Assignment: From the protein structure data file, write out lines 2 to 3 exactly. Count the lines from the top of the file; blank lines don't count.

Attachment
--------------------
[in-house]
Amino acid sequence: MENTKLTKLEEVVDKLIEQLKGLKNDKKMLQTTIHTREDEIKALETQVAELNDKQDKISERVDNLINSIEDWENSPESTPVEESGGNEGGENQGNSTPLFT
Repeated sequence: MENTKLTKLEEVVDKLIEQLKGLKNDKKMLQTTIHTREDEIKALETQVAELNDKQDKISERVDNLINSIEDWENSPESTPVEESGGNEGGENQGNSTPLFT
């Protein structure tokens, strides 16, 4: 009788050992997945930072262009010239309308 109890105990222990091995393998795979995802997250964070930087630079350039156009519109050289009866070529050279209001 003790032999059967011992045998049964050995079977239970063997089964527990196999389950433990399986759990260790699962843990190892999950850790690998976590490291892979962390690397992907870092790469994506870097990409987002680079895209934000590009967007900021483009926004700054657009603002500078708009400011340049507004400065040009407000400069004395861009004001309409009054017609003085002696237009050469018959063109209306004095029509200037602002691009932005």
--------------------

Amino acid sequence: MENTKLTKLEEVVDKLIEQLKGLKNDKKMLQTTIHTREDEIKALETQVAELNDKQDKISERVDNLINSIEDWENSPESTPVEESGGNEGGENQGNSTPLFT
Repeated sequence: MENTKLTKLEEVVDKLIEQLKGLKNDKKMLQTTIHTREDEIKALETQVAELNDKQDKISERVDNLINSIEDWENSPESTPVEESGGNEGGENQGNSTPLFT